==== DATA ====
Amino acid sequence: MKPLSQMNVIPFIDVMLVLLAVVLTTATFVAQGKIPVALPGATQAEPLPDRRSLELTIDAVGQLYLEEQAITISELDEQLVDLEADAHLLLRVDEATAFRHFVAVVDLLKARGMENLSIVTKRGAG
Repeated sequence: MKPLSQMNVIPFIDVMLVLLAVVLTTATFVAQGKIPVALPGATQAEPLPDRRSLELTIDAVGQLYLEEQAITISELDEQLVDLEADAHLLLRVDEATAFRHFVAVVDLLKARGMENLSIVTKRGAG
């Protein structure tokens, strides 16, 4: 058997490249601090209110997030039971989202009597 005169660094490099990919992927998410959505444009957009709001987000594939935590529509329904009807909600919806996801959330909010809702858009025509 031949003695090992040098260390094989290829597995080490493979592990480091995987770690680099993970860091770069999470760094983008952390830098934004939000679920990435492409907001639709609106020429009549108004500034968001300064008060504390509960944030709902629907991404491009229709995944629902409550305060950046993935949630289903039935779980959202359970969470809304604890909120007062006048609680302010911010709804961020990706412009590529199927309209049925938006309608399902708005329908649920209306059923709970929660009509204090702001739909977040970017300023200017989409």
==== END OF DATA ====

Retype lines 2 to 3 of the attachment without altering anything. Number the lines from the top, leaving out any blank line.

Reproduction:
Repeated sequence: MKPLSQMNVIPFIDVMLVLLAVVLTTATFVAQGKIPVALPGATQAEPLPDRRSLELTIDAVGQLYLEEQAITISELDEQLVDLEADAHLLLRVDEATAFRHFVAVVDLLKARGMENLSIVTKRGAG
């Protein structure tokens, strides 16, 4: 058997490249601090209110997030039971989202009597 005169660094490099990919992927998410959505444009957009709001987000594939935590529509329904009807909600919806996801959330909010809702858009025509 031949003695090992040098260390094989290829597995080490493979592990480091995987770690680099993970860091770069999470760094983008952390830098934004939000679920990435492409907001639709609106020429009549108004500034968001300064008060504390509960944030709902629907991404491009229709995944629902409550305060950046993935949630289903039935779980959202359970969470809304604890909120007062006048609680302010911010709804961020990706412009590529199927309209049925938006309608399902708005329908649920209306059923709970929660009509204090702001739909977040970017300023200017989409």